WootBot


quality posts: 14 Private Messages WootBot

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Cuisinart Small Electrics

If you could carry a tiny thunderstorm in your pocket, would you? Of course you would, that would be AMAZING. And we're sorry we aren't offering that today. But this little appliances are almost as good.
Cuisinart official site

zfeldman


quality posts: 0 Private Messages zfeldman

Prices aren't great. Abe's of Maine has the mini cuisinart food processor for $2 more that includes 18-month warranty instead of 90 days.

mjc613


quality posts: 47 Private Messages mjc613

Does anyone have a Blend and Cook Soupmaker? Has it really improved your life?

marbx


quality posts: 0 Private Messages marbx

Does anyone here use one of those hand blenders? I've always preferred my (apparently) old-fashioned stand-up blender, but I'm curious if those make a difference in ease of use, or ease of cleanup, or something.

dave17


quality posts: 2 Private Messages dave17

I've got the griddler.I really like it.Makes great paninnis,and I've also used the grill plates for home made english muffins.Seems to have pretty even heating,the non stick is still perfect.Indicator light for temp.More useful than a George Foreman grill.Best price I've seen,too(well,for a non-refurb anyway)

jessicadennis


quality posts: 4 Private Messages jessicadennis
marbx wrote:Does anyone here use one of those hand blenders? I've always preferred my (apparently) old-fashioned stand-up blender, but I'm curious if those make a difference in ease of use, or ease of cleanup, or something.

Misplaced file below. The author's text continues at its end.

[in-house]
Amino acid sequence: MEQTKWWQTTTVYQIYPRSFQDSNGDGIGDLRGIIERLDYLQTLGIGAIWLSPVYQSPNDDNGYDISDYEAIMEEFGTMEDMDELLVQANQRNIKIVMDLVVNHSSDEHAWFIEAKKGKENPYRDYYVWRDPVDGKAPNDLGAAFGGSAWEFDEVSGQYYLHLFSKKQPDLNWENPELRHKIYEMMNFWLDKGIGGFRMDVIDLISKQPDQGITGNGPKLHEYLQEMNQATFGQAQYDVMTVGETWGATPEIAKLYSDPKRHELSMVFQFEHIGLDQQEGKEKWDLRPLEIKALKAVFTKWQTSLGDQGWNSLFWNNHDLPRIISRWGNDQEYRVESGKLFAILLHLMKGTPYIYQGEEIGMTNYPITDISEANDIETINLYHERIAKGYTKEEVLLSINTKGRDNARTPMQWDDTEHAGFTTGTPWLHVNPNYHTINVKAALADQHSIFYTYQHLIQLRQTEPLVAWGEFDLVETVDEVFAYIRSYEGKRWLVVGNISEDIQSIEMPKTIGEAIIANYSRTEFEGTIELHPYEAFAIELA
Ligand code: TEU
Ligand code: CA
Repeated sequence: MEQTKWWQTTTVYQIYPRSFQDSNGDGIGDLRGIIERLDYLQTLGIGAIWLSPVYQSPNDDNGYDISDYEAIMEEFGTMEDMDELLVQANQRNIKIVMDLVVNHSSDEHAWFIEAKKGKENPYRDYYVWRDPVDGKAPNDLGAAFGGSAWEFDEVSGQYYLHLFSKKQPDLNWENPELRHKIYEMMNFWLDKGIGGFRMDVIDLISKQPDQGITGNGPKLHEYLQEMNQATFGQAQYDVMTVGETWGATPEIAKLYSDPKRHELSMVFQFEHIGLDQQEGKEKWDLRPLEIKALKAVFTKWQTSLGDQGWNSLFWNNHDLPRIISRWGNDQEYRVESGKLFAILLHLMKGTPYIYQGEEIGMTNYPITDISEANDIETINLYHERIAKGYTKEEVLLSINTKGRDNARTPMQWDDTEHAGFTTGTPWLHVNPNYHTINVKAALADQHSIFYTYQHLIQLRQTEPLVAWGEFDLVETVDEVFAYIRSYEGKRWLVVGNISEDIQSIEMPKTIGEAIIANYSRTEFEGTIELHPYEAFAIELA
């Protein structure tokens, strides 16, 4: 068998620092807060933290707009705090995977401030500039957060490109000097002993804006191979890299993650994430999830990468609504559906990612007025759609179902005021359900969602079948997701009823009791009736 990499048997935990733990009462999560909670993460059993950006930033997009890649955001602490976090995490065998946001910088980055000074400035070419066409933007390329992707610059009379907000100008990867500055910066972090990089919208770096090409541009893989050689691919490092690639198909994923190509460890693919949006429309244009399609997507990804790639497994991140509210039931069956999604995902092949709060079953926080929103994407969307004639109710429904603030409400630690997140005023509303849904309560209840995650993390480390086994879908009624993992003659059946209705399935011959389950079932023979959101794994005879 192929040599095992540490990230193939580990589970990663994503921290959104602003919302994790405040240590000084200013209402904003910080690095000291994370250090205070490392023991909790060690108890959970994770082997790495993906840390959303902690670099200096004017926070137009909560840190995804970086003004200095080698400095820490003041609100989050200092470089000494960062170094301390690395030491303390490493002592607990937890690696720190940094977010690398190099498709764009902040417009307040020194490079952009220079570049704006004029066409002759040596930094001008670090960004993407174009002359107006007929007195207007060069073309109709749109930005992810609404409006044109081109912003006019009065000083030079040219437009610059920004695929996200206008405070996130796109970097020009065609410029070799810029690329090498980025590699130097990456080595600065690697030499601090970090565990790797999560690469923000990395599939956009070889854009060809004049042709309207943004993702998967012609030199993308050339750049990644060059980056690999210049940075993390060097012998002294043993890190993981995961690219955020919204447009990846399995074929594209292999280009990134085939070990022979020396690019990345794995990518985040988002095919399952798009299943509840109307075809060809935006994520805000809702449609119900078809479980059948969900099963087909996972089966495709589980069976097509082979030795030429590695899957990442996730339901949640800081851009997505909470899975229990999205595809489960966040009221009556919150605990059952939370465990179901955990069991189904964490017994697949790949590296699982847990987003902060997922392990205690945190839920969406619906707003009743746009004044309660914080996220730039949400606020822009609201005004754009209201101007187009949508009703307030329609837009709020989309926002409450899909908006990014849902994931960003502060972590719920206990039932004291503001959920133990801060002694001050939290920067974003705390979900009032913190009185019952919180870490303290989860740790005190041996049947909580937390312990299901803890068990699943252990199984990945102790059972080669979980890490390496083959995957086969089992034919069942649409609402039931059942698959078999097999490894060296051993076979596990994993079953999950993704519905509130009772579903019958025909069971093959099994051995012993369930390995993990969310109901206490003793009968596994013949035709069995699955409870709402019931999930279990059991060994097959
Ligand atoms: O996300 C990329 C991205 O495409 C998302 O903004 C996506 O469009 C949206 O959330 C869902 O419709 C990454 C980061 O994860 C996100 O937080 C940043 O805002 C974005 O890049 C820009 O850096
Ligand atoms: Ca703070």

Hand blenders are great, particularly for soups. You can blend them right in the pot, with no pouring of hot substances. And you pop the end off and stick it in the dishwasher. Awesome.

jessicadennis


quality posts: 4 Private Messages jessicadennis

We have one of the "Single server brewing systems" *coughcoughkeurig* in our office and that thing is a champ. It's quiet and, evidently, durable, as it's been going strong with a bunch of coffee fiends for at least a couple years. Heats up fast. Has a rinse button, which is really nice, and hot water of course.

cf


quality posts: 6 Private Messages cf

I have a hand blender/stick blender that is fairly un-fancy but it is very handy for some tasks. It is especially good for blending/pureeing in the pot, as for soups, or in a bowl. I have a regular blender, as well, but this provides a lot of utility and doesn't take up much room.

If you want to use it in a bowl, I recommend draping a towel over the bowl and around the blender so stuff does not fly around....

cf


quality posts: 6 Private Messages cf
jessicadennis wrote:Hand blenders are great, particularly for soups. You can blend them right in the pot, with no pouring of hot substances. And you pop the end off and stick it in the dishwasher. Awesome.



Mine is not dishwasherable. My next one will be. : )

bruce57


quality posts: 9 Private Messages bruce57
zfeldman wrote:Prices aren't great. Abe's of Maine has the mini cuisinart food processor for $2 more that includes 18-month warranty instead of 90 days.



1saleaday had 'em a couple of days ago for a buck more in, like, nine different colors (I kid you not)...with free shipping...

ebam


quality posts: 3 Private Messages ebam
marbx wrote:Does anyone here use one of those hand blenders? I've always preferred my (apparently) old-fashioned stand-up blender, but I'm curious if those make a difference in ease of use, or ease of cleanup, or something.